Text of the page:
Having happened upon Lunete imprisoned in the chapel at the spring of Broceliande Forest, and promised to defend her next day in trial by combat, Ywaine journeyed on in search of shelter for the night and found a strong new fortress with the land laid bare outside its walls. The people of this castle did their best to honor their noble guest, but kept breaking into tears until he insisted they tell him their trouble.
His host turned out to be Gawaine’s brother-in-law, having married the great knight’s full sister. They were being persecuted by a giant named Harpin of the Mountain, who had captured their six sons, killed two, and was threatening to murder the other four the very next day, unless the parents turned over their daughter for him to give to his vilest servants as a sex toy. Gawaine would surely have come to his relatives’ aid, but was absent in Gore and knew nothing of their situation. Ywaine promised to fight Harpin if he came to be finished off in time for the knight to get on to his previous pressing appointment.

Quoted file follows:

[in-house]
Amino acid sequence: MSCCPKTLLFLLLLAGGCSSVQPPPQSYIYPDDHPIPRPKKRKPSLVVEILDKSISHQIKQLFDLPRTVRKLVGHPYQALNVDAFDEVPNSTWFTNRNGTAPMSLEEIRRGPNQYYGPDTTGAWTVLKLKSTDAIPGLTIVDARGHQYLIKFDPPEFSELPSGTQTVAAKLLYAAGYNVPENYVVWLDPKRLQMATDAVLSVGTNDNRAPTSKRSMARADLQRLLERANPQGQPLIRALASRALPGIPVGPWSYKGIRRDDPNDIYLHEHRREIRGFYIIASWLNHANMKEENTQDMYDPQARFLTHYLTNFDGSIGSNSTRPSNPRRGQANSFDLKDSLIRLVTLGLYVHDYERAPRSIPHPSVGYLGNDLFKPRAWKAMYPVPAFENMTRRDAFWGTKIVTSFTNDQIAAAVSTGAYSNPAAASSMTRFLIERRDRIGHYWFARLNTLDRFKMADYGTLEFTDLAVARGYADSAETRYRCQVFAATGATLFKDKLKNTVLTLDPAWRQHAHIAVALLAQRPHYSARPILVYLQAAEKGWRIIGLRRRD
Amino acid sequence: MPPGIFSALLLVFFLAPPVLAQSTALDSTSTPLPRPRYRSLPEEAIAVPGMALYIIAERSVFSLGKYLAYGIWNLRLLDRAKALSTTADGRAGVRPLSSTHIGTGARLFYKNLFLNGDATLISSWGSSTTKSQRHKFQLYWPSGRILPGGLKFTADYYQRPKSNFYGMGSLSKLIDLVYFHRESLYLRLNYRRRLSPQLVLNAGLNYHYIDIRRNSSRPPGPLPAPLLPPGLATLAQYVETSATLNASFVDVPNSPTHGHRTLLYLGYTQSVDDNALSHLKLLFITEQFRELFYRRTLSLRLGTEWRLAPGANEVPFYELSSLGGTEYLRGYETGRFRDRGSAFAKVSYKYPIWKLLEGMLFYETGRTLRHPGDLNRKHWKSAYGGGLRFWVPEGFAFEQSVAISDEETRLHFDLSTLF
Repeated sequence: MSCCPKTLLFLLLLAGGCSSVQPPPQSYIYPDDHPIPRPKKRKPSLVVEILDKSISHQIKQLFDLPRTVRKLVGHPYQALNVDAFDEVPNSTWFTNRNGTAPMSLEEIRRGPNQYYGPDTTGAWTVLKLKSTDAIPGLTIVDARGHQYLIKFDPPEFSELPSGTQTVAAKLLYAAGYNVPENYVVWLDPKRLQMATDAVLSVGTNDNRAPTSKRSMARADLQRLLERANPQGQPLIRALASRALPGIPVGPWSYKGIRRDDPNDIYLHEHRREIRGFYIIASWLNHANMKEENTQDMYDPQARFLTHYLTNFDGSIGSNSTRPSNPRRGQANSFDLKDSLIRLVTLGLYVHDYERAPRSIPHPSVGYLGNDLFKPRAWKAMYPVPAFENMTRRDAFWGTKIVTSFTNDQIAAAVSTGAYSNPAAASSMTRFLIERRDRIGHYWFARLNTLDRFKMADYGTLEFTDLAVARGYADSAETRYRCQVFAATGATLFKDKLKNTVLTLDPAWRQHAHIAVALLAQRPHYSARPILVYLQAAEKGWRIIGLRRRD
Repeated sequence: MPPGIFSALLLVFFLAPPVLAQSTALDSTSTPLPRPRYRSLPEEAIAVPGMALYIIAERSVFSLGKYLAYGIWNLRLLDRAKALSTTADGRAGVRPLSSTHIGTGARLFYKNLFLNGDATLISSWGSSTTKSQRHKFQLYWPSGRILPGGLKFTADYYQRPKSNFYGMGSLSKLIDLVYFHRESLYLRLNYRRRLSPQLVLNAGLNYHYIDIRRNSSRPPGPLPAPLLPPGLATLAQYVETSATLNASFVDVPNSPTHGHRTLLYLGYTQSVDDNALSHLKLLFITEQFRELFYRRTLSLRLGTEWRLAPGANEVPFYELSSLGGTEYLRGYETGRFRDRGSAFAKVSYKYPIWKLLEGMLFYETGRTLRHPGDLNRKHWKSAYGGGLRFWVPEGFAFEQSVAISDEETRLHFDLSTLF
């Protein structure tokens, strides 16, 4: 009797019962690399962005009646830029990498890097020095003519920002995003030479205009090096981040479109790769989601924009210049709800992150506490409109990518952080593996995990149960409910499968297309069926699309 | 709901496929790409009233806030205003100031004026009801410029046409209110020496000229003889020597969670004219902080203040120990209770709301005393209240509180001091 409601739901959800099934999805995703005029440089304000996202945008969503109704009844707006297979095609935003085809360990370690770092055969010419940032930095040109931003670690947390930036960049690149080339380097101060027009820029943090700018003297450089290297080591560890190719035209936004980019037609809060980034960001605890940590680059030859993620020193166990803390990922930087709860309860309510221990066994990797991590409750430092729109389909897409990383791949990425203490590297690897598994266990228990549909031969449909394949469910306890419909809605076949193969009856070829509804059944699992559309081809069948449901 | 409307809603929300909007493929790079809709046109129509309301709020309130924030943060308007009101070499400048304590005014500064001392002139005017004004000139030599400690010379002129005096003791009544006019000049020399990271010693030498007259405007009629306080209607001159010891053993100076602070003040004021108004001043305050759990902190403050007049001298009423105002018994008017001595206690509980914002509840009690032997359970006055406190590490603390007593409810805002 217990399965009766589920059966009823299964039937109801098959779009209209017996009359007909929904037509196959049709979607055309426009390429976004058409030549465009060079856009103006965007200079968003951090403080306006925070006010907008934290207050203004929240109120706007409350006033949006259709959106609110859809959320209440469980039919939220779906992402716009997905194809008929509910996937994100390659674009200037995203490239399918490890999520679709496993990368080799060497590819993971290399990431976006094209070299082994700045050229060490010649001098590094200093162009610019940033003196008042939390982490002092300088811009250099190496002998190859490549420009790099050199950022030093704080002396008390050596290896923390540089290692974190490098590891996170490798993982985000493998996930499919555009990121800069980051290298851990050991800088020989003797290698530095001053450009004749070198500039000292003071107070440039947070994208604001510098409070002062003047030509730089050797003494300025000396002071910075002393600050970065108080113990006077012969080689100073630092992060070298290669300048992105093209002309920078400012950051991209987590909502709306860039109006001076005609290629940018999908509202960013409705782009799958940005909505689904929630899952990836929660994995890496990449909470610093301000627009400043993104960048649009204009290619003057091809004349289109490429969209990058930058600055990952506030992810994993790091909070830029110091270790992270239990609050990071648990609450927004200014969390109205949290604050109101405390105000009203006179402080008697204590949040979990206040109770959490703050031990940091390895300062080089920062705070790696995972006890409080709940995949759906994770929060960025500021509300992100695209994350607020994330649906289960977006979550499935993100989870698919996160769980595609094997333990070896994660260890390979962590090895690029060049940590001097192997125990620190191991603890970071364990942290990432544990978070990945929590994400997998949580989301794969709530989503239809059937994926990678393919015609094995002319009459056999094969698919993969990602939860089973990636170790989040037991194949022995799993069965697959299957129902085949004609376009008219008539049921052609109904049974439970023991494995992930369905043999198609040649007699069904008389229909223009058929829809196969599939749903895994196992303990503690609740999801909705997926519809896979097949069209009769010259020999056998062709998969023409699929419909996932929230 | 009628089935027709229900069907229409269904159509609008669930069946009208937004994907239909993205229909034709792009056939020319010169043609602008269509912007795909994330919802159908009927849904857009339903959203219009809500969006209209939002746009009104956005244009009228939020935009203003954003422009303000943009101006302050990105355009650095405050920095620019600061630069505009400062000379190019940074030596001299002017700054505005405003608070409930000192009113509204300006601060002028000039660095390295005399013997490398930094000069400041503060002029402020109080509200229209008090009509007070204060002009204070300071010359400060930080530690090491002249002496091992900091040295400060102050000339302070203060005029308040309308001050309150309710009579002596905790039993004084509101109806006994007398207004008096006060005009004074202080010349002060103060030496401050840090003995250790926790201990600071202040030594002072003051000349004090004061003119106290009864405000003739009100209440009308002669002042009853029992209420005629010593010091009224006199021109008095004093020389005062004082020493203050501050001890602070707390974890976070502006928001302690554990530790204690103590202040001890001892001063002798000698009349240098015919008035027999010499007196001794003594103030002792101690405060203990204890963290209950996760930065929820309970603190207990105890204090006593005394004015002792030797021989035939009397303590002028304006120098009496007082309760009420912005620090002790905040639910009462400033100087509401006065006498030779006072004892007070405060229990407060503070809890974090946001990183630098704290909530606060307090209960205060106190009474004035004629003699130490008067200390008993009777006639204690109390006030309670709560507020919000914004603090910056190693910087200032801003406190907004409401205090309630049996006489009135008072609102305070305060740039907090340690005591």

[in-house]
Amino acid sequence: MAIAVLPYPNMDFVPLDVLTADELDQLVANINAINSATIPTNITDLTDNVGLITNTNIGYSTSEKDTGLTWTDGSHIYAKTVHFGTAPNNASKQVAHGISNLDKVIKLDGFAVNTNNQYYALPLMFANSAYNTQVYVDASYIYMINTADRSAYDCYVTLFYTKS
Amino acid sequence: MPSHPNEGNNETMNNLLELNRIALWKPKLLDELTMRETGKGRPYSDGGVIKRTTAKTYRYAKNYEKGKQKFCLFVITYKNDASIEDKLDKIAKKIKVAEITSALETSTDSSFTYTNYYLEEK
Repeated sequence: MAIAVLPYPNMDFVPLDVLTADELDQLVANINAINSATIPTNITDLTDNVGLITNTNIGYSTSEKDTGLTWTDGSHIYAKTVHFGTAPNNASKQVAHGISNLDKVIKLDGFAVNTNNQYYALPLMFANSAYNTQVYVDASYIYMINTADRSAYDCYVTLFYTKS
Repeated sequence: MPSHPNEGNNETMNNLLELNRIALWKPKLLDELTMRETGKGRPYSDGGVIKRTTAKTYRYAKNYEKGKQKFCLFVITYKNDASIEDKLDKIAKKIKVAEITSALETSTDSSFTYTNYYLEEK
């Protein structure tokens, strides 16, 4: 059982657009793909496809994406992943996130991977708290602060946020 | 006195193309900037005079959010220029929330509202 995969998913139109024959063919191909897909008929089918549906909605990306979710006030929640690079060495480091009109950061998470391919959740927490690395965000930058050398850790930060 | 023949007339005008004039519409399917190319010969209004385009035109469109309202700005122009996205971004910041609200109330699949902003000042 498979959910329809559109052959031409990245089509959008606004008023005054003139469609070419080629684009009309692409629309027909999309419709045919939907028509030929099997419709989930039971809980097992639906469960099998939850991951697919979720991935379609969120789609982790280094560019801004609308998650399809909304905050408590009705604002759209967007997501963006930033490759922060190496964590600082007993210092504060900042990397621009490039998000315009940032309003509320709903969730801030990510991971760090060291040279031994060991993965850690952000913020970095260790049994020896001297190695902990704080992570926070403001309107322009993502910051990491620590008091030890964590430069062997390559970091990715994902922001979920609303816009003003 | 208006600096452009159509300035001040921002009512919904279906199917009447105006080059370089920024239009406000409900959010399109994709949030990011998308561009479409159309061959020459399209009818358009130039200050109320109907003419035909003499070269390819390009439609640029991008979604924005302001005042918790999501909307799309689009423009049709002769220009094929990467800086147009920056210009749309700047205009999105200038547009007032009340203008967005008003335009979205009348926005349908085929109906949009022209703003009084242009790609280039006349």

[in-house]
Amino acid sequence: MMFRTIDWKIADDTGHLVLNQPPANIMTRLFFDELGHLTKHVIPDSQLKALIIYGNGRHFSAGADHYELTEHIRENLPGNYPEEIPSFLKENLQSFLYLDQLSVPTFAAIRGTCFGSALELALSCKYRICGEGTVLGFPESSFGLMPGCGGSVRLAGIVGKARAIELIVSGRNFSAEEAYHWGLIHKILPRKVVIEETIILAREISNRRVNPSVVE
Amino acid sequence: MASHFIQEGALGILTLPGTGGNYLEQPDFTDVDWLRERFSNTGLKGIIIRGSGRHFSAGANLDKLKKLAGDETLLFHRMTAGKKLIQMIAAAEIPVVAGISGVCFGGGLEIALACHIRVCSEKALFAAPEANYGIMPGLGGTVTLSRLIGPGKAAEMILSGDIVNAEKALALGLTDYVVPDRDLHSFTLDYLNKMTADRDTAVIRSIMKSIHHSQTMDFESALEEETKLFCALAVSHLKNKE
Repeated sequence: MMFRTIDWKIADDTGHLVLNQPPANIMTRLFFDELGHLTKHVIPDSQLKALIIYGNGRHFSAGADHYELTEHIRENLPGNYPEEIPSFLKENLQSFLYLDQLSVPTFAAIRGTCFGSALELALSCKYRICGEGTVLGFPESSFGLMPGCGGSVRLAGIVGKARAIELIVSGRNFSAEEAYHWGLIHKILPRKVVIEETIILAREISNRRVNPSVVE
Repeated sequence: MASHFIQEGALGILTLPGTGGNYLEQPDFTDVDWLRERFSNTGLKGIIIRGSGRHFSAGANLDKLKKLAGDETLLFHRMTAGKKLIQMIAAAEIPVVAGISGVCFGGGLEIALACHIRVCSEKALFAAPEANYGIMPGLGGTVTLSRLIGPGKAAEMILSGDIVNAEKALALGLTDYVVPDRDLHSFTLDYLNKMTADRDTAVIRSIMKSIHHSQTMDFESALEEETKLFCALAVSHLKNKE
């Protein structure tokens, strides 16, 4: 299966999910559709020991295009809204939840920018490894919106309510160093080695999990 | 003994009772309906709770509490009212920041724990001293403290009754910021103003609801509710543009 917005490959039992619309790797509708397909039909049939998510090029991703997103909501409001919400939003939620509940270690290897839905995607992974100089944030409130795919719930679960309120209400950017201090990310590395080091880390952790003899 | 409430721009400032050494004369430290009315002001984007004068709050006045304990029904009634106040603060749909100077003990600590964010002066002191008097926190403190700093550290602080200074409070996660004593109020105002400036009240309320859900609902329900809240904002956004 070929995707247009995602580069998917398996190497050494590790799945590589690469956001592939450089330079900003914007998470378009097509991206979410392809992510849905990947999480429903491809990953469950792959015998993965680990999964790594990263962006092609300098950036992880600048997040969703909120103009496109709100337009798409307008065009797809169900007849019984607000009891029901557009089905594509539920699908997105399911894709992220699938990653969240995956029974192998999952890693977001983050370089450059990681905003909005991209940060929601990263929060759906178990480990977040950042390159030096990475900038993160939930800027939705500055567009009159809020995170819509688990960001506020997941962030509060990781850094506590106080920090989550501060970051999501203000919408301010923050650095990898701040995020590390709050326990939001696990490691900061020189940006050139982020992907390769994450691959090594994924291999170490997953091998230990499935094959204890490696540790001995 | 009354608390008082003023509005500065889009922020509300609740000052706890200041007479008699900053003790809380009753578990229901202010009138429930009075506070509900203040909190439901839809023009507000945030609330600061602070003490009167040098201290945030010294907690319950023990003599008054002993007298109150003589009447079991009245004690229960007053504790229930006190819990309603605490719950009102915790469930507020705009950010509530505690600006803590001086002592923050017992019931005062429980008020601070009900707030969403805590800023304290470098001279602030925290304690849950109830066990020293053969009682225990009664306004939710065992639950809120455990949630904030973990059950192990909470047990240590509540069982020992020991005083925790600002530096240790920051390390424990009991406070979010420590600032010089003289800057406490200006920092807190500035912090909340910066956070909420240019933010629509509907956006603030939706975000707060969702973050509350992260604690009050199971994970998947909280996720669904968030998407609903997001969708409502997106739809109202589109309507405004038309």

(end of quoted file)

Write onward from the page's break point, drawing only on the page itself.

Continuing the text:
Fortunately, Harpin arrived with the captive sons just as Ywaine was distressfully feeling he could wait no longer. (All in all, it was a very busy day for Ywaine and his lion.) On leaving the rescued family safe, he requested Gawaine’s niece and surviving nephews to take the dead Harpin’s dwarf to Arthur’s court and greet their uncle in the name of the “Knight with the Lion”. This they did, arriving two days after Guenevere’s return from Gore.
Counting Soredamors and Clarissant, this gives Gawaine at least three sisters in Chrétien’s work. Being unable to find any name for the one in Yvain, and a little unwilling to list her simply as “Gawaine’s Other Sister”; Phyllis Ann Karr coined the name “Alteria” from the Latin for “other”.